The shopping list is a common tool for consumers, who often shop for groceries with a focused and definite goal in mind. And while getting them to stray from buying only the items on their lists can be a difficult task, it is certainly not an impossible one. But are retailers and manufacturers really doing all they can to inspire impulse buys? According to Bill Dusek, managing director at Dechert-Hampe & Co., and Ron Hughes, senior manager of shopper strategy and innovation at The Coca-Cola Company, who covered the topic at FMI Connect in Chicago this week, there is more that can be done to spur shoppers to put those last-minute items in their baskets.

Last year, front-end sales accounted for about $6.4 billion of the total spend at supermarkets, according Dusek, and beverages, confections and magazines mostly drive front-end sales for food retailers across formats.

“The front end is a big, big business,” he said. (read more…)

Chef Stephen “Smokey” Schwartz took home his third grand prize from the 18th annual Championship BBQ held at Chicago’s Navy Pier on May 17. More than 1,000 chefs, restaurateurs and other foodservice professionals gathered to mingle and sample food and beverages at the event, which benefits Share Our Strength’s No Kid Hungry campaign.

Entries in the cooking competition ranged from cheeseburgers to pulled pork, but Schwartz chose to look beyond typical barbecue ingredients when constructing his winning dish.

“The judges at the 18th annual Championship BBQ and Cookout sure had a tough choice to make … all the food this year was incredible but in the end it was Stephen “Smokey” Schwartz from Burnt End BBQ who took home the prize, for his apple and pecan smoked rabbit rillettes, with rabbit bresaola, compressed watermelon and pickled watermelon rind, freekeh grains, micro greens, popped sorghum and citrus vinaigrette,” said Championship BBQ creator and former publisher of Food Arts magazine Barbara Mathias. (read more…)

More than 2,100 exhibiting companies demonstrated their goods and services to a crowd of more than 63,000 chefs, restaurant owners and other foodservice professionals at the National Restaurant Association Show in Chicago last week. The show floor was a great place to spot new trends. Several trends from years past — such as gluten-free and spicy flavors — are still going strong. Here’s a look at three concepts that were among the most buzzed-about at this year’s show.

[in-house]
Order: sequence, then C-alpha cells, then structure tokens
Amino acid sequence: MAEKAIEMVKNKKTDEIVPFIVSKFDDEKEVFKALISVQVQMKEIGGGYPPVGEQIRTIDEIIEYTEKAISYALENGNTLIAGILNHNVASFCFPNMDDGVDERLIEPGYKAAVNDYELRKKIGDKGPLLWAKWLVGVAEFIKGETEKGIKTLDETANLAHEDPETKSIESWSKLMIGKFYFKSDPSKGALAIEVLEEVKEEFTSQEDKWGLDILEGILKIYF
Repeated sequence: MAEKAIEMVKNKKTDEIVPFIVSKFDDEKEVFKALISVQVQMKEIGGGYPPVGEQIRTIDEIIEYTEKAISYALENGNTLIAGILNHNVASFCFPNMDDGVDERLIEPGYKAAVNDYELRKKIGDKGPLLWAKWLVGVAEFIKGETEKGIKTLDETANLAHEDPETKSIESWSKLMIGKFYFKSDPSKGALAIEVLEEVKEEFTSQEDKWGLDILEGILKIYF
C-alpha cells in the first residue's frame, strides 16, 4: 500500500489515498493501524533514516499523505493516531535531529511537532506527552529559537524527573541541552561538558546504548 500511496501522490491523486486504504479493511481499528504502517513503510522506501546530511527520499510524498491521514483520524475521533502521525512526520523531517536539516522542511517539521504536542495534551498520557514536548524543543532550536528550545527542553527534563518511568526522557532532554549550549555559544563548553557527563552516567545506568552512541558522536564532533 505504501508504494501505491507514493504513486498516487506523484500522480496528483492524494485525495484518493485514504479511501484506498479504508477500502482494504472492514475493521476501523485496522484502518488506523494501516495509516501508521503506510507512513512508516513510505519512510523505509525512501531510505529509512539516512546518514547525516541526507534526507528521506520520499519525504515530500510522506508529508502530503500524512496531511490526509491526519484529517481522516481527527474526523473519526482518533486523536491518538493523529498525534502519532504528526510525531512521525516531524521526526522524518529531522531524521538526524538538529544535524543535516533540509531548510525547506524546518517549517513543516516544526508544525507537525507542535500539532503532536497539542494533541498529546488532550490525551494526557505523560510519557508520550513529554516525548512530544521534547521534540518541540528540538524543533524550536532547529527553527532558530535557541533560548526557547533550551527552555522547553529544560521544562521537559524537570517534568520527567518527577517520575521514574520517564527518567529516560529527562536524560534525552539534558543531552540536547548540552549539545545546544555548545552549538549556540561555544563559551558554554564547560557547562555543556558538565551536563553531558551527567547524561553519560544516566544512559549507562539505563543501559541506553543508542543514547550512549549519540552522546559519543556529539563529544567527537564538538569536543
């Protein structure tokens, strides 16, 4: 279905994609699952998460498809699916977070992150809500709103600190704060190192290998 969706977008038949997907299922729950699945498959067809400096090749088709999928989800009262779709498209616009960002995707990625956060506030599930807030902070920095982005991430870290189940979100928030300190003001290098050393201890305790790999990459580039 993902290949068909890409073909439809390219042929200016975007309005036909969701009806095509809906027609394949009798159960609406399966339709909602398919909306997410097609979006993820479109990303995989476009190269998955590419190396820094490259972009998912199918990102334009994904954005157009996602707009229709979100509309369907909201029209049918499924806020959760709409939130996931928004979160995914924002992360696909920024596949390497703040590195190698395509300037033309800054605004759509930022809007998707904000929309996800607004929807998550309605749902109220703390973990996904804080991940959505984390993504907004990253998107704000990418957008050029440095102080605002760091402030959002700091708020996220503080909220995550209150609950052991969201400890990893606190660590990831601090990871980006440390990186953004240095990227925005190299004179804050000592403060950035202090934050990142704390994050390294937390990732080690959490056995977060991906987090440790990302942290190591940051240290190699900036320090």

Time for Tea

Specialty iced tea was among the top trends named by American Culinary Federation chefs in NRA’s What’s Hot Forecast for 2015. Teas of all types were represented on the show floor this year, from artisanal loose teas to flavored iced teas that are gaining popularity as more diners seek out healthier beverage choices.

Art of Tea was one of nearly 50 companies featuring tea at the show. The 10-year-old company produces more than 140 blends and restaurants account for 80% of its business, Business Development Executive Chelsea Gutierrez said. (read more…)

Chefs and other foodservice professionals are just beginning to scratch the surface of what they can create with 3D printers, and the possibilities are seemingly endless. The Culinary Institute of America has teamed with 3D Systems to explore how the 3D printing company’s ChefJet Pro, the first 3Dfood printer, can be used in professional kitchens. Representatives from the CIA and 3D Systems sat on a panel at the National Restaurant Association Show Monday to talk about what the future holds for 3D printing in the food world.

“We feel strongly that 3D printing has something to offer the culinary world, and we’re motivated to make sure the technology is available to the industry. But we don’t want to be the ones to decide how those capabilities are deployed. We want to make sure culinarians are able to explore those for themselves,” said Liz von Hasseln, creative director of food for 3D Systems. (read more…)

Restaurants of all sizes and types are trying to tap into the millennial mindset in order to appeal to the influential demographic. Connecting with these tech-savvy, food-loving consumers is key to attracting their business and earning their brand loyalty, chain restaurant chefs said during a panel discussion Sunday at the National Restaurant Association Show.

“It’s really about that connectivity and making a connection with our brand and our guests … they want to feel that connection all throughout their choice,” said Heidi Curry, senior manager of global R&D for bakery at Dunkin’ Brands.

Eateries can foster a connection with millennial consumers in a variety of ways, both in the restaurant and before and after a customer comes in to dine.

Being active on social media and having an engaging, dynamic web presence can go a long way toward reaching millennial consumers, who are interested in brands’ backstories and hearing about why brands and products align with their lifestyle. (read more…)